I’m a planner. It drives me crazy when I don’t know what is happening next (or for the next few months, for that matter). As a gamemaster (GM), you’ll have to decide how far ahead to plan your sessions. Roleplaying games (RPG’s) present a special challenge to your planning: players and the dice have an effect on what happens next.
In this article, we’ll look at three time frames from planning your sessions, their advantages and disadvantages. As always, there is no “One True Way”, and you may use all three time frames under different circumstances.
In some cases, GM’s will only plan for one session. For example, there’s no point in planning more than one session for a convention game. If you are starting with a new group, you may want your first session to be self-contained. This gives them the opportunity for a complete adventure right off the bat. Also, some GM’s only plan for one session to better respond to their players goals and interests. Sometimes something a player says or does provides clear direction for planning the next session.
Single session planning does have some drawbacks. If players burn through your adventure faster than you planned, you’ll have to scramble for “what comes next.” You may not be able to foreshadow the next session, It’s difficult to provide hooks for a future story if you don’t have one in mind.
TWO TO THREE SESSIONS
Planning a couple of sessions (or so) ahead has a lot of advantages. You’ll always have extra material if your players complete a major task early. You’ll be able to foreshadow the next session and provide story hooks early. Three sessions or so can form a nice mini-campaign. Planning a few sessions ahead still allows you to respond to player interest. While you may not address the very next session, your players still won’t have to wait long.
To avoid railroading when planning several sessions, you may want to consider Island Design Theory. This allows you to plan ahead (good for your own sanity), while still allowing the sessions to move around (good for player empowerment). If you don’t want to change the order of your sessions, you can also just change the goal. Instead of entering the Tomb of Possible Dismemberment to find the Sword of Eld, they can go in to capture the scoundrel Mr. Raeus instead. A final issue is that you may plan sessions and then not use them. Sometimes player actions take the campaign in a different direction. Be sure to save these unused gems for another time.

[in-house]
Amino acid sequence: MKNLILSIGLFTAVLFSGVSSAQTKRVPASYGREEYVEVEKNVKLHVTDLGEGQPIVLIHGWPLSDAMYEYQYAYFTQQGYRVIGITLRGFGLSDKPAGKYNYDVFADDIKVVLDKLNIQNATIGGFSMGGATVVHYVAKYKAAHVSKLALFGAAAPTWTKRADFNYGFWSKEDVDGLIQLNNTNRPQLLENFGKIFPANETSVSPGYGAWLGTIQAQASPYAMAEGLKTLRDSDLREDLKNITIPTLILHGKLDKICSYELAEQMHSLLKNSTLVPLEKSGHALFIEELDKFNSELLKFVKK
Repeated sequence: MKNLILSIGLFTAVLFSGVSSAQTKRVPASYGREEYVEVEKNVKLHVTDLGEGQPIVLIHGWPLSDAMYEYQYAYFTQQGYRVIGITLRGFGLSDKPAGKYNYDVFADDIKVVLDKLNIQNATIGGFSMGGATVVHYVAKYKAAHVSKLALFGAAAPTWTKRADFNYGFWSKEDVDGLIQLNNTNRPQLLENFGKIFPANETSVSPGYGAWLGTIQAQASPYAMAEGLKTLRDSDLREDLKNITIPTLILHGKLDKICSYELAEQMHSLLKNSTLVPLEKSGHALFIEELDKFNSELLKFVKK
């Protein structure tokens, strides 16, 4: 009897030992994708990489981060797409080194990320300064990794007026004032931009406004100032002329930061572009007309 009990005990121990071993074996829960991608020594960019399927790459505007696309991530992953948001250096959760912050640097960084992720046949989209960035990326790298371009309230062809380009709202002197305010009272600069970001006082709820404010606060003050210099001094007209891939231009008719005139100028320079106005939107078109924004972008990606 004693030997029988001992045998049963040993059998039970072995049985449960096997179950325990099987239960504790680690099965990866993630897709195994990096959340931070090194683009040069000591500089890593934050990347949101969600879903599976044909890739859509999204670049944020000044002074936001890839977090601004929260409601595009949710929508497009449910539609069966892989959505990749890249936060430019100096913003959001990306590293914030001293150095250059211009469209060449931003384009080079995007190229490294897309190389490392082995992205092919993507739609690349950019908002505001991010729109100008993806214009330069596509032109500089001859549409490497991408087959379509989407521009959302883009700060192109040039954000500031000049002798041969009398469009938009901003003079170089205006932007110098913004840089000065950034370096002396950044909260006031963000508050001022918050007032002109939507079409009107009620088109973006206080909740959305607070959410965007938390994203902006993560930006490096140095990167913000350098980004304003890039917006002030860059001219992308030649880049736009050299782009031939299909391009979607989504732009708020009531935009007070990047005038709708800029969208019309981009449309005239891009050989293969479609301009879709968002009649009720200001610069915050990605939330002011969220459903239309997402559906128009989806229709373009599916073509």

In this time-frame, you map out the campaign from beginning to end. The goal is to hit the major plot points and reach the finale. You may have side adventures along the way, but they are not the main focus. This allows you to use foreshadowing and recurring villains to craft a true epic. This sense of an over-arching story can help motivate players to return session after session.
This time-frame can be especially susceptible to railroading. Again, Island Design Theory can help keep the campaign more fluid and responsive to the player characters actions. It also requires a lot of foresight and planning on the GM’s part. Some GM’s may not want to feel so constrained. If you decide that you’d like to change the flavor of a campaign in midstream, players may still want a resolution to the main storyline. Lastly, you may plot out an epic campaign, only to have real life cut it short in the middle. Sadly, it happens.
Of course there are many other options. Some games support developing sessions collaboratively on the fly. No (or minimal) planning needed. Another option is to have a general campaign goal in mind, but to prepare sessions as you get to them. Ultimately, you’ll have to see what works best for you and your group.
How far ahead to you prepare? What other benefits and concerns can you suggest? Let us know below.